THE CANDID CORNER: A few regrets
“Education is the vision of the ideal world we seek to create.” – Northrop Frye.
For just over four decades I was privileged to be part of the conceptualisation, delivery, evaluation and management of education in Barbados. I remain eternally thankful and indebted to the Government of Barbados and the public service for affording me the opportunity to be part of what is still a good educational system.
But in spite of all the above, as I begin to experience retirement and learn its nuances and principles, there are some regrets as I reflect on my tenure.
I regret that in spite of numerous promises by successive Governments to significantly reform or abolish the Barbados Secondary Schools Entrance Examination (BSSEE) or what has easily become a sacred cow, remains unslaughtered. By extension, I regret that even the best advice from top advisors including Professor Emeritus Earle Newton and Dr Anthony “Rocky” Layne among others, has never been acted upon. I regret that in spite of the move by the Caribbean Examinations Council to devise a regional exit examination for primary schools, Barbados is yet to embrace any notion of change in respect of how we move students from the primary to secondary level.
I regret that we continue to make the mistake of robbing the classroom of its best practitioners by the practice of moving excellent practitioners into management. Unfortunately, because of limited promotional opportunities many good classroom practitioners are forced out of their professional niche.
In many instances, the system suffers. I regret that the proposal made to the Ministry of Education some years ago to establish to post of master teacher lies dormant in a file somewhere in the corridors of central administration on Constitution Road. The idea would see a higher salary level for the person so dubbed as “master teacher”, thereby encouraging excellent classroom practitioners to remain in the classroom where they are needed most.
I regret that in spite some strides in terms of educational provisions for students with special needs, with the exception of the gifted, this group is still largely treated as if they are not as important as other primary age cohorts. I acknowledge the Mount St Vincent initiative which saw approximately 75 teachers being trained up to the master’s level in what has been referred to as inclusionary practices or at other times as special needs education. It is unfortunate that many of these masters graduates are not now deployed in areas where the system can benefit from their expert skills and knowledge. The vision of a new dawn for children with special needs has been delayed, but hopefully, not totally lost.
I regret that it is still possible for a student to pass through a 12-year educational span and at the end of it find him or herself unable to read. An analysis of the performance of students in the open-ended component of the BSSEE suggests that we have a serious problem in the areas of reading and comprehension.
For me it raises a number of searching questions as to what is happening at the lower levels of the primary school where early and prerequisite literacy are to be established. Are our best teachers being deployed to teach reading and comprehension in Infants A, Infants B and Class One in our primary schools?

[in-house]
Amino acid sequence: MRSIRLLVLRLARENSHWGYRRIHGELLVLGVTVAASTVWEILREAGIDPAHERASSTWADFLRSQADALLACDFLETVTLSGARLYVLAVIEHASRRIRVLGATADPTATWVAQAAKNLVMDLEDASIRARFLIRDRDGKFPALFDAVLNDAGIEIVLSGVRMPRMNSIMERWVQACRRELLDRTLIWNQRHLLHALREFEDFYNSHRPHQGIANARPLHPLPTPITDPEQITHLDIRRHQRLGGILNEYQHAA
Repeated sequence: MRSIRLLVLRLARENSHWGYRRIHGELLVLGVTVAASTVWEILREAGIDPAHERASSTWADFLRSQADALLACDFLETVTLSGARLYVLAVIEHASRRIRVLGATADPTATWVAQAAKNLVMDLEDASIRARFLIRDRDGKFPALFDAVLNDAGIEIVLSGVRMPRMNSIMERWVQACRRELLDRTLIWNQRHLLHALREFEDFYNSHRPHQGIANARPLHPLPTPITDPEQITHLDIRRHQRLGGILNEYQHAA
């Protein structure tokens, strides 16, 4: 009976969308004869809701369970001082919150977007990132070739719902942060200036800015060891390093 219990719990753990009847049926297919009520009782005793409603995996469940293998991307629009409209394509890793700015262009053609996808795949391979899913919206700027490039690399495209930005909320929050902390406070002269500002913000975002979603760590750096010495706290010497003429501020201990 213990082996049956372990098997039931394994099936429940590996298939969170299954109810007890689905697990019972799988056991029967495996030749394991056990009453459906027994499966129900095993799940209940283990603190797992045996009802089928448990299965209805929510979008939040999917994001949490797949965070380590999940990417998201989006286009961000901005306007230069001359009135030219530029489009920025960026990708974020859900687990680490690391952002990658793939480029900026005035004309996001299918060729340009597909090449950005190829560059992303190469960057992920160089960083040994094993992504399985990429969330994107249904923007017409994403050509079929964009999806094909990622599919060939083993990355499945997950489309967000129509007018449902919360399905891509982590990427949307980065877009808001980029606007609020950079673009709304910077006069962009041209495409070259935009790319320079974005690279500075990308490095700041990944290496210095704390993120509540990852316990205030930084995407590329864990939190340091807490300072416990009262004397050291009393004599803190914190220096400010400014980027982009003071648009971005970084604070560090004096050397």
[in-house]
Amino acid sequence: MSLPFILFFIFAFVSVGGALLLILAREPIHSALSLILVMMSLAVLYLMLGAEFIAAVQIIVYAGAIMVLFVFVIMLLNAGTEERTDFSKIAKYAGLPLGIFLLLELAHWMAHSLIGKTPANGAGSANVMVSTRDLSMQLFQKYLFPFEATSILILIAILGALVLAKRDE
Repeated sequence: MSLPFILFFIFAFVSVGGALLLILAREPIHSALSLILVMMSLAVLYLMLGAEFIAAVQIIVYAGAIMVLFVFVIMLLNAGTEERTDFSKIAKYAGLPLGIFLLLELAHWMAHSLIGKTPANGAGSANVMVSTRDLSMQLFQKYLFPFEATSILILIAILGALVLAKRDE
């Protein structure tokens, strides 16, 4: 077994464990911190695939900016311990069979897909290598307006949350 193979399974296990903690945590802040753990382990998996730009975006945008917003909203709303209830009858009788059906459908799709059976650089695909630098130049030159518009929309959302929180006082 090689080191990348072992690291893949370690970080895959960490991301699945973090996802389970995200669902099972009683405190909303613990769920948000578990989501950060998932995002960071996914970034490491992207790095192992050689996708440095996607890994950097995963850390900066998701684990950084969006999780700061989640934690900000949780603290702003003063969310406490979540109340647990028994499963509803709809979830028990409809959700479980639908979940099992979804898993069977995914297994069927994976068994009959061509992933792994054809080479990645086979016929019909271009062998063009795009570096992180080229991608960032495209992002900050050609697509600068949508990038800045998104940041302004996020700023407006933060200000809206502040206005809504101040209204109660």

Are we sacrificing the need to teach early literacy as we focus on Class 3 and 4 in preparation for the BSSEE. It is my firm contention that in many of our primary schools we need to look carefully at what is happening in the teaching of early numeracy and literacy skills.
I regret that we are allowing foreign ideas of discipline and child-rearing practices to influence how we ‘do school’ at the risk of rendering our schools unmanageable.
I regret that even though we have embraced technology integration principles many of our classrooms, both at the primary and secondary, levels appear very much as they did 30 years ago. It is analogous to transporting the latest computer on a donkey cart on a four-lane highway. I still await the construction of the two new secondary schools that were to be built long before the recession showed up.
I regret that that residential institution to meet the needs of those maladjusted and disruptive students who cannot function in a mainstream school is yet to be implemented.
Finally, in terms of my last attachment in local education in my capacity as principal of the Graydon Sealy Secondary School, formerly the Garrison Secondary, I painfully regret that the vision for continuing education through the Garrison Evening Academy has not been sustained. Whatever reasons have been tendered for this are irrelevant in the face of a clear need among constituents in the Prime Minister’s constituency and the environs to obtain additional opportunities and training. What a tragedy!
But overall and in spite of these regrets, I fully appreciate the chance God gave me to serve.
I wish the system well.
• Matthew Farley is a former secondary school principal, chairman of the National Forum on Education and a social commentator.